Myopia is the most frequent visual defect in the world. In order that countries are industrialized and levels of education grow, the incidence of myopia is also higher. The question is: Which is the reason that we worry about this problem? Myopia is not as the other defects of vision that cause a fuzzy vision and can get improved just using the correct graduated lenses? The answer is no. When it reaches high levels, it becomes a pathological problem. Consequences may include retinal detachment and detachment of vitreous, to be considered as a problem of public health in some countries.
Generally, myopia grows when there is an increase in the size of the eye. And why an eye of normal size continues to grow? This growth is under control by the way that images are focused inside retina. When looking with our glasses or conventional lenses, we see an object focused when its image is formed at the central retina. On the other hand, in the area that surrounds the central retina, the image is formed at the back of the retina being out of focus. This blur of the image represents a stimulus so as to trigger the growth of the eyes and consequently the increase of myopia. This phenomenon is understood as retina was looking for an alignment with the position of the image.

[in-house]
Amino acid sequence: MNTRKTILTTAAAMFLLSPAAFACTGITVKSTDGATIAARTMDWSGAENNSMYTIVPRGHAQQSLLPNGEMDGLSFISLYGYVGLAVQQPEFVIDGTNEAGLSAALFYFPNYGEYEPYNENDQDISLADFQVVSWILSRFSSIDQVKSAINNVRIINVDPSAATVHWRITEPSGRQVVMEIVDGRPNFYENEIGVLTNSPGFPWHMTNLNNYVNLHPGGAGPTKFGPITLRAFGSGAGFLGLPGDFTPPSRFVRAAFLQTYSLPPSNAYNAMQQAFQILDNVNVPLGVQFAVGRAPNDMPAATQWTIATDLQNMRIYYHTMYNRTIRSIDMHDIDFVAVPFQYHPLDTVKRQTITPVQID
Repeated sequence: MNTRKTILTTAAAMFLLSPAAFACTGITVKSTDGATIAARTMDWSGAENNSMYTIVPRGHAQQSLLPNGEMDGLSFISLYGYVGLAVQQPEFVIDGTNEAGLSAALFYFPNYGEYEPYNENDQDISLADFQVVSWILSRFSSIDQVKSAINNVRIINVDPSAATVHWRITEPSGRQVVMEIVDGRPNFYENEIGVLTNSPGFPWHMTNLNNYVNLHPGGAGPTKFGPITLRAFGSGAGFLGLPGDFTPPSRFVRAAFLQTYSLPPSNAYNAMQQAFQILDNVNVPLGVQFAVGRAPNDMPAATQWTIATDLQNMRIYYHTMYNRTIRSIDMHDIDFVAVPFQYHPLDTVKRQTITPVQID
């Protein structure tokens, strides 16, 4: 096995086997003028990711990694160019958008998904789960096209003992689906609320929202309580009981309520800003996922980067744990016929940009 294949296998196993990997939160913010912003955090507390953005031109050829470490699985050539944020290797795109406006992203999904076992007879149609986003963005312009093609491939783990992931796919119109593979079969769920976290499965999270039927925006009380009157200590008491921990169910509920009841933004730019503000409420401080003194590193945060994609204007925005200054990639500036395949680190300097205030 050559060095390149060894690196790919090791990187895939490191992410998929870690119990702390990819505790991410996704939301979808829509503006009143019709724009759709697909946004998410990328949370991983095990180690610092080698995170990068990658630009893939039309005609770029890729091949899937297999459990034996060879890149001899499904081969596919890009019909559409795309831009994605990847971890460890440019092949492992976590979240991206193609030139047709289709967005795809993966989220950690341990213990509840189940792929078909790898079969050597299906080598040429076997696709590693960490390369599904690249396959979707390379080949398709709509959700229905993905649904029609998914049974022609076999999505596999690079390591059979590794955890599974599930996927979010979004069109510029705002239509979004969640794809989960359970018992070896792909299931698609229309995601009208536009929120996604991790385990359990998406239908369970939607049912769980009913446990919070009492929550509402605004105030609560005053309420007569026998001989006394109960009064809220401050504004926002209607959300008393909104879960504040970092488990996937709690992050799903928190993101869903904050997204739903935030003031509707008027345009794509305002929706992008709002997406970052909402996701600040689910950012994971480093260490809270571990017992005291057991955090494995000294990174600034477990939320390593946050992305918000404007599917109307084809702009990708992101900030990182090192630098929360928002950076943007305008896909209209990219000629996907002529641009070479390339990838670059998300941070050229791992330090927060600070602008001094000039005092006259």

Within our twenty years of experience, we have seen how myopia in many children and teenagers increased with no control and that the methods that were supposed to help us to control it (bifocals, under correction of myopia, agents that reduce intraocular pressure, permeable contact lenses gas) were not as efficient as we expected.
Instead, we are obtaining significant results with operating systems for handling the blur in the peripheral retina such as orthokeratology (Orto-K) and bifocal soft contact lenses.
Orthokeratology (Ortho-K) is a treatment to correct myopia based on the programmed adaptation of special design lenses that perform a molding of the cornea while sleeping, so that the user can see clearly during the day without the need of glasses or contact lenses.
Several studies in the United States (Walline et al., 2009), Hong Kong (Cho et al., 2005) and Australia (Swarbrick et al., 2010), show a reduction of the 50% in the progression of myopia in children treated with orthokeratology compared to those that used glasses or conventional lenses. Corneal changes induced by orthokeratology do that during the day, when the patient uses lenses, the central focus is adequate and can do without glasses or contact lenses while the peripheral approach occurs before the retina. This effect neutralizes believed stimulus that causes the tendency of the eye to grow and thereby become more myopic.
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